Malaysia: shophouses of Georgetown, where East meets West


What?
The decidedly Old World shophouses of Georgetown, full of lurid detail, mixing the best from East and West.

Why visit?
The shophouses of Georgetown are a unique manifestation of overseas Chinese architecture. Combining Chinese designs and principles of feng shui with European building techniques, they really offer the best of both worlds.

And in many ways, old Georgetown is more Chinese than China. Cultural traditions that have long disappeared in China proper (thanks, Mao!) continue to exist in this cultural oasis. 

Where?
The island of Penang. Map.


GEORGETOWN IS THE Singapore that wasn't.

Both cities are located on small islands off the Malay Peninsula, inhabited by ethnic Chinese (mostly Hokkien and other Southern Chinese). After independence they both ended up as part of Malaysia. But where Singapore got quickly booted out, set its own economic course, and never looked back, Georgetown and Penang remained part of Malaysia, and became something of an economic backwater as (ethnic Malay) power was concentrated in Kuala Lumpur.

And so where most Asian metropolises project a late 20th or early 21st century feel (skyscrapers! glass! steel!), Georgetown looks decidedly Old World, a harmoniously preserved cityscape of humble houses and a few colonial institutions.

The understated star of old Georgetown is the shophouse, a typical Straits Chinese building consisting of, you guessed it, a shop with a house on top. Although there are shophouses in other parts of South East Asia (including Singapore), Georgetown is rumoured to have the largest number of them, and they are all clustered together in the old center.
Somebody forgot to build the skyscrapers....
Downstairs, the shop. Upstairs, the house. 
You can hardly call Penang a Minor Sight- the island attracts large number of visitors, but most of them come for its beaches (decidedly over-rated) and its food (justifiably highly rated). And although the now UNESCO-listed old town attracts lots of visitors too, I still feel its worth drawing your attention to the humble shophouse and its many varied forms.
A few prime specimens. 
A good place to start is the shop 41 Living Story on 41 Love Lane which is a restored shophouse that also displays some panels about the house's history, including excellent information provided by Georgetown's Heritage Resource Center.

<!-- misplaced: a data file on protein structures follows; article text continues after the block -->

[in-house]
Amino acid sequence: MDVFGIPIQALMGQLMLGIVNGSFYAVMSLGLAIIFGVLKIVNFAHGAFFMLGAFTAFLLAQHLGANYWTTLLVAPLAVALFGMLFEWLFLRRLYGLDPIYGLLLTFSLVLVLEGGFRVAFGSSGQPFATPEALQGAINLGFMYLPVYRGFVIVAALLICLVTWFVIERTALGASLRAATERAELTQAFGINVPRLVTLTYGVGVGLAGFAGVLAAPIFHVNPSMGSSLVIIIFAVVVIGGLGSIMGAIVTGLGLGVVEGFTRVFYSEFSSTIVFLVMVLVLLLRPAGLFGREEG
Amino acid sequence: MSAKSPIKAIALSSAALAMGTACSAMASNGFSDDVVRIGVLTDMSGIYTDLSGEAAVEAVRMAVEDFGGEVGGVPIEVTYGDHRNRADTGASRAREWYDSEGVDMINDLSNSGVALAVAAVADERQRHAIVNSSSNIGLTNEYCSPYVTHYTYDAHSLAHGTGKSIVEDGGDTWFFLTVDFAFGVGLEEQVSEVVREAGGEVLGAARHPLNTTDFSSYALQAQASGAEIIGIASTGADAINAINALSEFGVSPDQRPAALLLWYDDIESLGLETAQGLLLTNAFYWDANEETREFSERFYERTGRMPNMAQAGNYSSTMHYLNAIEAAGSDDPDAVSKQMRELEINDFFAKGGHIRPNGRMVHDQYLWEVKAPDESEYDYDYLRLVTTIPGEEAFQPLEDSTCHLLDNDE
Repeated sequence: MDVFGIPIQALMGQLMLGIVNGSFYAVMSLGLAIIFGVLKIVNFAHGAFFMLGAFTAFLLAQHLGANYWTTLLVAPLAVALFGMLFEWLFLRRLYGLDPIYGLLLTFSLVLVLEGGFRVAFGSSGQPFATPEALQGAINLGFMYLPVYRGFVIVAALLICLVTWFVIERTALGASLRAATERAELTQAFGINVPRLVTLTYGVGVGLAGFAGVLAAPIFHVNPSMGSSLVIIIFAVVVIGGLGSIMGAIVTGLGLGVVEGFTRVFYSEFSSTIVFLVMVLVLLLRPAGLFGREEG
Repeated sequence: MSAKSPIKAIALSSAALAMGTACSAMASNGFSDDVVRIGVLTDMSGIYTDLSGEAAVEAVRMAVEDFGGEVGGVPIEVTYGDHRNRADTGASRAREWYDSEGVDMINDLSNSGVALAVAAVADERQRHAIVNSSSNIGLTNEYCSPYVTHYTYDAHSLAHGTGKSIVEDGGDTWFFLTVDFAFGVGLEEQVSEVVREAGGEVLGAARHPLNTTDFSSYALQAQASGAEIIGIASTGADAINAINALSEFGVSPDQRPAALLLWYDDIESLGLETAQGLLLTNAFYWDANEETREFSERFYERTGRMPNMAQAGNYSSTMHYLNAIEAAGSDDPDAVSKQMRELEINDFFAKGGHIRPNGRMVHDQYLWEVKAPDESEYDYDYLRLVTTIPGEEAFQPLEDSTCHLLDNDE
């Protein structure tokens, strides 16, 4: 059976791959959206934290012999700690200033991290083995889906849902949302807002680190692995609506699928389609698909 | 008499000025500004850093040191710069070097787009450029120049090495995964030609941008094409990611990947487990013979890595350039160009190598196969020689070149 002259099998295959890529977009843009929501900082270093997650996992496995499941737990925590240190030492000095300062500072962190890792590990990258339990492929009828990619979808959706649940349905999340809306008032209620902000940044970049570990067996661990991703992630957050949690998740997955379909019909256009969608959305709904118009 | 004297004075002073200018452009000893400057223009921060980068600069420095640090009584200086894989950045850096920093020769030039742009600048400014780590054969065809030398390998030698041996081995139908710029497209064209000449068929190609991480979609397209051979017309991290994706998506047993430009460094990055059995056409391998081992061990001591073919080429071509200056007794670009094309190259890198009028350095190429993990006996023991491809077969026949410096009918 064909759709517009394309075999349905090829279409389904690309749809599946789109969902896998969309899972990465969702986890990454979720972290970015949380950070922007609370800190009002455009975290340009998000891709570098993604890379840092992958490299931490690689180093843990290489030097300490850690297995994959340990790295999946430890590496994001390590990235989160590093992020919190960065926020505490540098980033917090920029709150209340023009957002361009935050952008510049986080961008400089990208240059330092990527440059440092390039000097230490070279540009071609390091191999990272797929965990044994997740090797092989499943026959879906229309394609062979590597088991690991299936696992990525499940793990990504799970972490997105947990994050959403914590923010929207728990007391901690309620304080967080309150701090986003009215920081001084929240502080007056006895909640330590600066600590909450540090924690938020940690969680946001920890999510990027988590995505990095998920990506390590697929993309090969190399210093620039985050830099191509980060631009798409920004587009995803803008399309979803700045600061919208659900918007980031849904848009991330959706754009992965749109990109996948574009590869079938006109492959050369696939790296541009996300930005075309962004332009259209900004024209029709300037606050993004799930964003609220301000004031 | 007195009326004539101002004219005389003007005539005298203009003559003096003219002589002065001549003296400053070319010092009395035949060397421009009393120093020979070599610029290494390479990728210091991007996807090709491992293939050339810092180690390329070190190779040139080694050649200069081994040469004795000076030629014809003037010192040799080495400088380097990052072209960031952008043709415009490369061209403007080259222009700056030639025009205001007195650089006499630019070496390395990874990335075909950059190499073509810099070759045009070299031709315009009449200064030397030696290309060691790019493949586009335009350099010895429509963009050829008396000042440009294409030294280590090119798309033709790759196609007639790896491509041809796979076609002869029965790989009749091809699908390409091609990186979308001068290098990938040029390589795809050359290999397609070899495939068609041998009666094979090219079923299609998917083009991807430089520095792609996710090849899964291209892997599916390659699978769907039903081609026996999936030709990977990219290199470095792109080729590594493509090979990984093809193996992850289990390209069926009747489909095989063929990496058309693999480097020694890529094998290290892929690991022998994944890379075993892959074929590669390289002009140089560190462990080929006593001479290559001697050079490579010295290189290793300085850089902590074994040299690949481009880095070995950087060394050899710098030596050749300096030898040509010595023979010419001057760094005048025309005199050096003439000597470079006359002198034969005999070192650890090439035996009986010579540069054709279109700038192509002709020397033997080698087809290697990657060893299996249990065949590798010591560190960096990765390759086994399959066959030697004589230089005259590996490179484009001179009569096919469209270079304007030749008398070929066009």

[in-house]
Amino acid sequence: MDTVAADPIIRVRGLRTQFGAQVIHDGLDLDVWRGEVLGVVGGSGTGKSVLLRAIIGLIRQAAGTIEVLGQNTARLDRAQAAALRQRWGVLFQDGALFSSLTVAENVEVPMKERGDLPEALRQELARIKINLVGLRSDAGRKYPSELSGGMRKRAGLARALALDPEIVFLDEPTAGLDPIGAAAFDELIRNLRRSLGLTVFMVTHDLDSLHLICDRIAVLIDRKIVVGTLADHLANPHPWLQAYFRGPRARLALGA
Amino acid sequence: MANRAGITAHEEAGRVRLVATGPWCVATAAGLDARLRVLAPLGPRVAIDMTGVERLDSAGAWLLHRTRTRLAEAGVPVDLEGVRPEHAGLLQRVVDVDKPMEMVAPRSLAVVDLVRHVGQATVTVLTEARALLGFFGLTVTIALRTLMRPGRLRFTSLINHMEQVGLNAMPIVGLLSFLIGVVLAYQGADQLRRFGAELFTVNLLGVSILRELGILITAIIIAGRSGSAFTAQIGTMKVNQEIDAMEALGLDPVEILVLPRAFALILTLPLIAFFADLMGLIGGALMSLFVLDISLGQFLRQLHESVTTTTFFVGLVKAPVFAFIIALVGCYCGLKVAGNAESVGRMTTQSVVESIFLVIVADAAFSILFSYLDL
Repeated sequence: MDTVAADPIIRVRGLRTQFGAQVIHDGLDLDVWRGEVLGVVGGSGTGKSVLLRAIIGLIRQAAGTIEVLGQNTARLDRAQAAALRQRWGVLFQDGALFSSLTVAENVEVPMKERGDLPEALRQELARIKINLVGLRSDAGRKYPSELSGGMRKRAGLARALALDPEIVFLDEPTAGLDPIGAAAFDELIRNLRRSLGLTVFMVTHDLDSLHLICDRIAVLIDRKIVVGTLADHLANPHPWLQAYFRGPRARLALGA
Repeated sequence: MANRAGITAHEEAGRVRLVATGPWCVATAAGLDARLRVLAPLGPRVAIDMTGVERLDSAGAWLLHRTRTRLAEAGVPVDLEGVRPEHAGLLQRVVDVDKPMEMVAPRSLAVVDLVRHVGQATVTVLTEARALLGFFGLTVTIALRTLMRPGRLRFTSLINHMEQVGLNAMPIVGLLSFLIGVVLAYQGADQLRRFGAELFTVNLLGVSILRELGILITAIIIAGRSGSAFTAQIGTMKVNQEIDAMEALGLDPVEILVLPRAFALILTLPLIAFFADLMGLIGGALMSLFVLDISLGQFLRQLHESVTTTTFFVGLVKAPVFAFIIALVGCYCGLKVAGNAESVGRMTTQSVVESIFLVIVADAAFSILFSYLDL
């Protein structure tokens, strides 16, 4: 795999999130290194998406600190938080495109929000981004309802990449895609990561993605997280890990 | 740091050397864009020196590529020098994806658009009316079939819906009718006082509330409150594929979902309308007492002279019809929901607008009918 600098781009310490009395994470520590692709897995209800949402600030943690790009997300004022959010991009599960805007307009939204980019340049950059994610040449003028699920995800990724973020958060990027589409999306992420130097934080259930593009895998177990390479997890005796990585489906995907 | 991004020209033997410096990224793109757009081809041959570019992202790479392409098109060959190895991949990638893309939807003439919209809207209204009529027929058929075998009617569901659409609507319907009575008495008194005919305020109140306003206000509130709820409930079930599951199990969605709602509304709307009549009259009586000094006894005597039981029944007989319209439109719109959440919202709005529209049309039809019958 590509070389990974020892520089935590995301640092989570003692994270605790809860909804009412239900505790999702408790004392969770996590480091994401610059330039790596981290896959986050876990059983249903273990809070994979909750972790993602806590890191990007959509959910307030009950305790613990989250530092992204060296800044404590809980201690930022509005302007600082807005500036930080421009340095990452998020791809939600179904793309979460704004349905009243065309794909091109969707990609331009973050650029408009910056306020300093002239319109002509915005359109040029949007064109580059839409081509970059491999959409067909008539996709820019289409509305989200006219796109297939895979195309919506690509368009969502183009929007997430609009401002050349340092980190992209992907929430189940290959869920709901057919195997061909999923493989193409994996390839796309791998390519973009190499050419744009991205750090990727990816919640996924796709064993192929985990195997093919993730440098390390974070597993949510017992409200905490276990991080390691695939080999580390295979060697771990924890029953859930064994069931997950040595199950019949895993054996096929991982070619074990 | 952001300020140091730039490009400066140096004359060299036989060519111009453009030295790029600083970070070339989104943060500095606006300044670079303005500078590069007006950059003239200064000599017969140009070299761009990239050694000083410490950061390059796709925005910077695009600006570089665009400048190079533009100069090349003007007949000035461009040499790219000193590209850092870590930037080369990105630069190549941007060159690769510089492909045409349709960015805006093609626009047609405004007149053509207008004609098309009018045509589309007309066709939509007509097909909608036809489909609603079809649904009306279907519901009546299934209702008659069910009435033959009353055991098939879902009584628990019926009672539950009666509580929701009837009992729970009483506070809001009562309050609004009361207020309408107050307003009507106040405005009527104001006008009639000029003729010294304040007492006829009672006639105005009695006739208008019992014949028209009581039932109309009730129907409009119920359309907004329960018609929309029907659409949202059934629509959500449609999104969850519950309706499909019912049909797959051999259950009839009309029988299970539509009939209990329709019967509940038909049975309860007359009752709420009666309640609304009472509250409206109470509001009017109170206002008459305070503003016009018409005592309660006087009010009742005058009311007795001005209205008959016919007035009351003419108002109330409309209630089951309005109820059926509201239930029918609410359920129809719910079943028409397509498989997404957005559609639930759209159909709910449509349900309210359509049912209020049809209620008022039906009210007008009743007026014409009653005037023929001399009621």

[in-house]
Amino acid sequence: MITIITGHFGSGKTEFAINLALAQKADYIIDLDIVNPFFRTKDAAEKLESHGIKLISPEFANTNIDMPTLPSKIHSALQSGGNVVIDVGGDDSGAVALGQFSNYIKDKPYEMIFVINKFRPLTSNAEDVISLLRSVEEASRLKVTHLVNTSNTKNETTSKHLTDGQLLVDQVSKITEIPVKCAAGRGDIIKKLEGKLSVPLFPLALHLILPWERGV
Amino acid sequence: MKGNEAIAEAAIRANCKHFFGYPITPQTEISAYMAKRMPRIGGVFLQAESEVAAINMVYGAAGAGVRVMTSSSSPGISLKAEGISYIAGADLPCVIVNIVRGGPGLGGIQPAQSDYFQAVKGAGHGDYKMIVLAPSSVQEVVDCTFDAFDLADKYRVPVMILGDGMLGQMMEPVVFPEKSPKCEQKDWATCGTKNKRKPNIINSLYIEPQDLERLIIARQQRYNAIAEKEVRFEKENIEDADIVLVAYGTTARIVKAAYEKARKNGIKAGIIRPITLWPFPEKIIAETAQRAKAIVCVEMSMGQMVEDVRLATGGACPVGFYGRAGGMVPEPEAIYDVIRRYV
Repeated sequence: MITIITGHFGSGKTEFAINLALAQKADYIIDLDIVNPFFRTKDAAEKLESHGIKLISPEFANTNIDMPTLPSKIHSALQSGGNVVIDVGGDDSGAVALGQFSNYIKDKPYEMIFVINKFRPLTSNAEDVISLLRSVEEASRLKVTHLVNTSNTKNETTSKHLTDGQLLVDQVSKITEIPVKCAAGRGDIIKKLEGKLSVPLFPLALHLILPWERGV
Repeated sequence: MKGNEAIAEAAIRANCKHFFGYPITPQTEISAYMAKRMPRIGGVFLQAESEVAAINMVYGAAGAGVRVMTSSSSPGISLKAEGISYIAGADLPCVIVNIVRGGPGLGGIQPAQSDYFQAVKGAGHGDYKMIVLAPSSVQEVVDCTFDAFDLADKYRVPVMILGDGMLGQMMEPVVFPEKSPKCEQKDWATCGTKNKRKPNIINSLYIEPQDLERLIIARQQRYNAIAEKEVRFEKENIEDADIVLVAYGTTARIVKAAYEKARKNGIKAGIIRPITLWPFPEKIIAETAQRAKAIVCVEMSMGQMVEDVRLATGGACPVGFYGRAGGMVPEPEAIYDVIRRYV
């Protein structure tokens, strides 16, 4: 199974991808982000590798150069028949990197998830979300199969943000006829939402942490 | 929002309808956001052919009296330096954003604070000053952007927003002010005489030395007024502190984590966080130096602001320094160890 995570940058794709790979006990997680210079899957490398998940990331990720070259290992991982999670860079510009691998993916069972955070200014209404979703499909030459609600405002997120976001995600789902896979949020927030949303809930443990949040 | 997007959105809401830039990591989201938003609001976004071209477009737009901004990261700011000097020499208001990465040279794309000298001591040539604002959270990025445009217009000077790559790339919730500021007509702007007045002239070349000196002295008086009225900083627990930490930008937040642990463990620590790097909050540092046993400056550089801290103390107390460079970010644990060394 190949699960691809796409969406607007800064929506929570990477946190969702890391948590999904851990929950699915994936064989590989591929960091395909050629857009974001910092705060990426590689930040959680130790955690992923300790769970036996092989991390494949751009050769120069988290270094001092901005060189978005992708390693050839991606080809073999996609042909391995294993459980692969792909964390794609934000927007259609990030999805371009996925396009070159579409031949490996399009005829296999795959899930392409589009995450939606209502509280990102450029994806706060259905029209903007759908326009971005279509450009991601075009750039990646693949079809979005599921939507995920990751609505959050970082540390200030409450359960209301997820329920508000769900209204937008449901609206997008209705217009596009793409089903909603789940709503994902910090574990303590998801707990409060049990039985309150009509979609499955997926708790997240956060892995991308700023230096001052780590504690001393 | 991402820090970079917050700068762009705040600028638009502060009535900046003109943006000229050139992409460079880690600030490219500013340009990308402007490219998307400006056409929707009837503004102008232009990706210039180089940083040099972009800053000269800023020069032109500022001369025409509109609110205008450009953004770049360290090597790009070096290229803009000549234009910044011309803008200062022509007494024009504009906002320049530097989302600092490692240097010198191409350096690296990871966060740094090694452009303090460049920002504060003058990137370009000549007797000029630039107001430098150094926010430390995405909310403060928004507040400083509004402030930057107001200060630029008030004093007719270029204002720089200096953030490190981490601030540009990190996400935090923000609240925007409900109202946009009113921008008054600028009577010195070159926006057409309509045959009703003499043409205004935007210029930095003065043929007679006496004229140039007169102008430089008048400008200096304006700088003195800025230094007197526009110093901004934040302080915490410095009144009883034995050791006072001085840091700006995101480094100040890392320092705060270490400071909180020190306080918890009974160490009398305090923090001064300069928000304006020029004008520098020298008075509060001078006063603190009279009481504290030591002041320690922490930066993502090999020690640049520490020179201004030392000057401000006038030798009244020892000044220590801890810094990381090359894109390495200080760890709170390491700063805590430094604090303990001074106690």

With your newfound knowledge, walk the streets (or the five-foot walkways) and you'll soon turn into a shophouse-detail spotter. These are all humble houses, but many of them are rich in decoration, drawing inspiration both from the West (Renaissance arches, Corinthian columns, Venetian blinds) and from the East (butterfly windows, feng shui mirrors, colourful tiles). Who said that 'never the twain shall meet'? Clearly Kipling was wrong.
Renaissance arches and Corinthian columns provide a touch of the West...

...and butterfly air vents a touch of the East (they allow circulation of hot air trapped under the ceiling.)
A riot of colourful tiles lines the entrance of many shophouses.
Each shophouse also features a five-foot walkway, a covered verandah, which, as most of them are connected, make it possible to move around whilst staying cool- or dry in the case of a tropical downpour.
Five feet of shade. 
In many ways, Georgetown is more Chinese than China. Sixty years of Communist rule wiped out many Chinese traditions, disregarded as either superstition or bourgeois behaviour, most dramatically during the Cultural Revolution. 

In the sleepy backstreets of Georgetown, this old-fashioned culture survived and thrived, as witnessed by the many small shrines, feng shui bagua mirrors and clan houses that serve as community centers. So far it has withstood both the onslaught of the Banana Pancake Trail, which arrived a few decades ago, and boutique hotel fad, which sees whole houses gutted of their interior and converted into pricey hotels with pretty facades that would make Potemkin proud. 
Keeping the bad luck out- reflecting right back at you, the passer-by.  
Small shrine in a five-foot walkway. 
Calligraphy on an old door. Drop us a message if you can read it!

Getting there:
Once you get to Georgetown, the job is done. If given the chance, always opt for the ferry that shuttles between the mainland and the Georgetown jetty for that proper 'The Eagle has landed' feeling. The bridge from the mainland is strictly for cheats.

Wander through the many streets and alleys of the old center, keeping in mind that the most-picturesquely dilapidated shophouses are often found off the main tourist drags.

Be sure to check out one of the best preserved Chinese mansions in George Town, the Cheong Fatt Tze Mansion, which we've described here
Picturesquely dilapidated- and overgrown too!

Useful links:
The Heritage Resource Center information panels are mandatory reading for anybody interested in these houses.


3 comments:

  1. Hi there. The Calligraphy on the door is " Fu Hai, Shou Shan" it is an expression is literally translates as "Your age ancient as the mountains, your happiness wide as the sea" and is a expression of blessing/ well wishes. - From Singapore!

    ReplyDelete
  2. to add, the original full phrase is 福如東海, 壽比南山 (fu ru dong hai, shou bi nan shan). It means: Good fortune as wide as the Eastern Sea, and Life as long as the Southern Mountain.

    ReplyDelete
    Replies
    1. Hi Paisley, thanks so much for the translation. That's really good to know. Cheers!

      Delete

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